torticollis

Does the nail discoloration in this boy signal an underlying disorder?

NIRAV SHASTRI, MD and MILTON FOWLER, MD
Children’s Mercy Hospital and Clinics, University of Missouri–Kansas City

Dr Shastri is associate professor of pediatrics at the University of Missouri–Kansas City and Dr Fowler is director and section chief in the department of pediatrics, Tom Watson Emergency Department, at Children’s Mercy Hospital South, Overland Park, Kansas.

KIRK BARBER, MD, FRCPC––Series Editor: Dr Barber is a consultant dermatologist at Alberta Children’s Hospital and clinical associate professor of medicine and community health sciences at the University of Calgary in Alberta.

congenital leukonychia totalisCase:A 10-year-old boy is brought for evaluation of ear pain, which he had for the past 1 day. The mother is also concerned about his white nails. The child was adopted at 1 year of age, and he always had white nails.

The child is found to have an ear infection. All 10 fingernails and 10 toenails are uniformly white. Remaining examination findings, including hair and skin, are normal.

Does the nail discoloration in this boy signal an underlying disorder?

(Answer on next page.)

congenital leukonychia totalisNo, this boy has congenital leukonychia totalis; a workup for underlying disease is unnecessary.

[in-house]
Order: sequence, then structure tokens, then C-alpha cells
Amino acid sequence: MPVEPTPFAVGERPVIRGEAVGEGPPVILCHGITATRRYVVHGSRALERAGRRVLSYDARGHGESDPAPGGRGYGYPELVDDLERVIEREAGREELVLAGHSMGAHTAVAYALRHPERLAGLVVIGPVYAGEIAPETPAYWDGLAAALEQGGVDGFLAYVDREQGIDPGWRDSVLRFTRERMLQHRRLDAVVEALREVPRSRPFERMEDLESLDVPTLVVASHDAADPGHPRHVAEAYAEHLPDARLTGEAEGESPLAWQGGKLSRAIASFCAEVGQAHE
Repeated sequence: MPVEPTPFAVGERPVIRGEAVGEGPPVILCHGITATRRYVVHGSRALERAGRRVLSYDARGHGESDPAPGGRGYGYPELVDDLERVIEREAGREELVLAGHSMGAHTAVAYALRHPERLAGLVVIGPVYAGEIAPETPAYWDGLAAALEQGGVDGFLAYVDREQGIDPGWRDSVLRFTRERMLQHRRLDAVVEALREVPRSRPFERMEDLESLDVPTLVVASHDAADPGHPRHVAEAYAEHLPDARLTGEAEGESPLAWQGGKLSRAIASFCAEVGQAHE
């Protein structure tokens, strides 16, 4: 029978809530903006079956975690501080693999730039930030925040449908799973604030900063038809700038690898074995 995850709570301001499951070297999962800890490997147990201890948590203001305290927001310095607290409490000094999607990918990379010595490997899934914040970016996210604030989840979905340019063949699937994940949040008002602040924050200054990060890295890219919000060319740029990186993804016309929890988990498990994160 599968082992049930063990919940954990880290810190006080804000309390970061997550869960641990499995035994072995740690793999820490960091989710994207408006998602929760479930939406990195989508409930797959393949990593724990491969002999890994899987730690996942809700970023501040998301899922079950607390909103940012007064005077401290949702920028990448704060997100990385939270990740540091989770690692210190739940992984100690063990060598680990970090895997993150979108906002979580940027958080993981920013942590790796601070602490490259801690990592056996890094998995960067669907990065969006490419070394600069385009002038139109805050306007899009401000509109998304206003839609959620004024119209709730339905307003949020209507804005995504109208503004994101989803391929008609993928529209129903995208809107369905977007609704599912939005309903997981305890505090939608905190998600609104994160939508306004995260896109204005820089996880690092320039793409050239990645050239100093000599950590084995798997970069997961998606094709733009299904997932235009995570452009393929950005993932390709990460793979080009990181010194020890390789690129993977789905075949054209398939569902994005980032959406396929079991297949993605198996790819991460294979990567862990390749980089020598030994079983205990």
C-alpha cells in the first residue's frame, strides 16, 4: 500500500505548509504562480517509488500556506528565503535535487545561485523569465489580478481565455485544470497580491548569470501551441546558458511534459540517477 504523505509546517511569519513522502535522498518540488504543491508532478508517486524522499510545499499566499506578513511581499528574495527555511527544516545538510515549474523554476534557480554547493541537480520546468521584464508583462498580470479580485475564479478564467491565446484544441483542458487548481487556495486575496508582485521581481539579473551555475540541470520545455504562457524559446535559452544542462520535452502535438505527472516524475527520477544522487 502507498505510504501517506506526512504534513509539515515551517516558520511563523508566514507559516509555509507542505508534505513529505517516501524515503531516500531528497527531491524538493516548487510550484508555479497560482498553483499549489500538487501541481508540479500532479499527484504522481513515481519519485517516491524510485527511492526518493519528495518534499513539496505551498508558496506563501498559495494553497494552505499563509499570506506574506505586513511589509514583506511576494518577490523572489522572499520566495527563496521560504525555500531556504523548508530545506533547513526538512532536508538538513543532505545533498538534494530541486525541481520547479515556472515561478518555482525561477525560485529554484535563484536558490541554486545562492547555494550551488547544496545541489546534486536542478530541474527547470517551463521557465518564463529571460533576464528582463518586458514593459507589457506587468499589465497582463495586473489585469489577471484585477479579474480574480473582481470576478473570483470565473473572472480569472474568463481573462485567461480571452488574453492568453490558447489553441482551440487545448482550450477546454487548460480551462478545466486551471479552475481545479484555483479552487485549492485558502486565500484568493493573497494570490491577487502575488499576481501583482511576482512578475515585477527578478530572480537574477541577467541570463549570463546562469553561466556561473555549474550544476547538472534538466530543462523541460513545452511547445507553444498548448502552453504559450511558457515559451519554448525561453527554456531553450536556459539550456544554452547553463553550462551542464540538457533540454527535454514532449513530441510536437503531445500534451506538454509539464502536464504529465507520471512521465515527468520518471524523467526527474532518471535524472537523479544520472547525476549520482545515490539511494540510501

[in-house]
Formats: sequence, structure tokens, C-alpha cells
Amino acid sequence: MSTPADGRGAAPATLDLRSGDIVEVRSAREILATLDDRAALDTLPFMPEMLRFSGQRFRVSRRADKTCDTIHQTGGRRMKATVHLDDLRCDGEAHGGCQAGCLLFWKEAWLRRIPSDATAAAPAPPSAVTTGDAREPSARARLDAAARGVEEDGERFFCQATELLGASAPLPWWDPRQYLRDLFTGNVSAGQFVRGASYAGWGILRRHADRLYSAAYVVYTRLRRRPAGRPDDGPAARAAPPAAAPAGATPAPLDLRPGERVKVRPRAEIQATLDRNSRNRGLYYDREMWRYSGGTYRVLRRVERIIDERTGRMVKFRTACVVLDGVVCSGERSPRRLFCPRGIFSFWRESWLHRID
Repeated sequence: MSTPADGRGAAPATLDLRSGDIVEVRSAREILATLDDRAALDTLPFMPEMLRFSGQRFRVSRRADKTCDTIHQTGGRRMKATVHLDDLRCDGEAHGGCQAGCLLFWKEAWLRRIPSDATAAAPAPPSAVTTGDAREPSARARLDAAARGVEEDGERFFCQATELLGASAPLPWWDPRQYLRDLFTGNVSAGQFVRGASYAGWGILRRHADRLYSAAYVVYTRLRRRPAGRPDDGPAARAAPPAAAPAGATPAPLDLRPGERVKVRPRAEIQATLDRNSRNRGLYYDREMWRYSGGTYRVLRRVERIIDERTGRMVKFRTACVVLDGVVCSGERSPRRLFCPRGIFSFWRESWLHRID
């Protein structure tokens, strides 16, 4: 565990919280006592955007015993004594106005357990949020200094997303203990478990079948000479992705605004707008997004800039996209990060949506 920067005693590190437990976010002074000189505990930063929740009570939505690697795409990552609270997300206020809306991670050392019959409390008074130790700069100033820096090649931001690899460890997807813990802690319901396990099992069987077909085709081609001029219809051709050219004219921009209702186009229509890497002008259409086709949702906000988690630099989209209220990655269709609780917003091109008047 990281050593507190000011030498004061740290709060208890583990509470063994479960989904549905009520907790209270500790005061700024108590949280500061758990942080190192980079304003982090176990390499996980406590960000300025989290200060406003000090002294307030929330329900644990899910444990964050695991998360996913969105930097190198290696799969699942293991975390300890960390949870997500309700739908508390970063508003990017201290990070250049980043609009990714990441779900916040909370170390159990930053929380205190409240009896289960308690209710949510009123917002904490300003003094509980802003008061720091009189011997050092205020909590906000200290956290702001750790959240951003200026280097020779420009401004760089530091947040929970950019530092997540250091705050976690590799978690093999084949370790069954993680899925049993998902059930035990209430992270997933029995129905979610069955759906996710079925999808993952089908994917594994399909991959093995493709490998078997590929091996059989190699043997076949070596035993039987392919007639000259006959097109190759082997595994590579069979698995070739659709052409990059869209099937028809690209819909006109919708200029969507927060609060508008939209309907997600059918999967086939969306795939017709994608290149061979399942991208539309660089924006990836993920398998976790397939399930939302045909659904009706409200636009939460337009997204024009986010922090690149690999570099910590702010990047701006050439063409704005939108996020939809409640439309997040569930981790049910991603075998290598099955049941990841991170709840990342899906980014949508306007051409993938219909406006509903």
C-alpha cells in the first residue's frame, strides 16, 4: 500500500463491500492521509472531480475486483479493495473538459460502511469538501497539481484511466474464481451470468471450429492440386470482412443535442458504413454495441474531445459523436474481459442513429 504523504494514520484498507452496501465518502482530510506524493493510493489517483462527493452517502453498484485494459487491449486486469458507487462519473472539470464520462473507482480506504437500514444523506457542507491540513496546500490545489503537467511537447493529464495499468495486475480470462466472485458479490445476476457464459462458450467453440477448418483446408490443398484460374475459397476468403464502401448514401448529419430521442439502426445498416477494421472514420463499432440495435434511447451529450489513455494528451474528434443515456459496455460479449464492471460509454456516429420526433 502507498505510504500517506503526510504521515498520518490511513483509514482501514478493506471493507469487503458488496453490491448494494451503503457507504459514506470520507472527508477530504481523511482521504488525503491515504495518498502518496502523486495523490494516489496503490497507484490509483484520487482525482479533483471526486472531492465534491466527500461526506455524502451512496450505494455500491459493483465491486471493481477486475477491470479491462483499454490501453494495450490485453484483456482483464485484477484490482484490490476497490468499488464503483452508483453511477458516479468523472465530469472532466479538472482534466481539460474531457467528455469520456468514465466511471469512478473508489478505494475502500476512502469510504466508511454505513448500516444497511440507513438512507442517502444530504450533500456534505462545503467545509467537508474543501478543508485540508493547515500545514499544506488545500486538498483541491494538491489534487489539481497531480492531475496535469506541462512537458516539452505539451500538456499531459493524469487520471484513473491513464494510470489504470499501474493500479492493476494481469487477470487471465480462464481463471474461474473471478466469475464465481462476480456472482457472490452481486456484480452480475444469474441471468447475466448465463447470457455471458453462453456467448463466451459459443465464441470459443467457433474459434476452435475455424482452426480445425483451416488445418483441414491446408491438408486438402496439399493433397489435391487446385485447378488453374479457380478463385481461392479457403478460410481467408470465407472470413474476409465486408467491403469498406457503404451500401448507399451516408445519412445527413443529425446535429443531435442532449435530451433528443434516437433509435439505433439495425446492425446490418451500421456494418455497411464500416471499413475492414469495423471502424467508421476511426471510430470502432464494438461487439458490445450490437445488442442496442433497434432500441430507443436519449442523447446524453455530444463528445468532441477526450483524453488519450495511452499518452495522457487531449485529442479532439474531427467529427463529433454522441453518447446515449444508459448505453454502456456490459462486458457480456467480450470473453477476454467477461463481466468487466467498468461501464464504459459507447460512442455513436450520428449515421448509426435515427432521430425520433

congenital leukonychia totalisLeukonychia can be true leukonychia, in which the pathology involves the nail plate, or pseudoleukonychia, in which the pathology is in the subungual tissue. It can also be classified by the distribution of whiteness as leukonychia punctata, leukonychia striata (A and B), leukonychia totalis (C), and leukonychia partialis.

Diagnosis is made on the basis of the history and clinical examination findings; no diagnostic test is needed.

Familial leukonychia totalis is inherited both as autosomal dominant and recessive patterns. It is also found to be a component of some syndromes, such as Bart-Pumphrey syndrome, which includes leukonychia totalis, sensorineural deafness, palmoplantar keratoderma, and knuckle pads. It can be associated with severe systemic diseases, such as hepatic cirrhosis, chronic renal failure, heart failure, diabetes mellitus, chronic hypoalbuminemia, and Hodgkin lymphoma. It has also been associated with vitilligo caused by sulphonamide ingestion.

Patients with congenital leukonychia require no treatment. A workup for an underlying condition is
unnecessary in an otherwise healthy child who has no features of a systemic disease.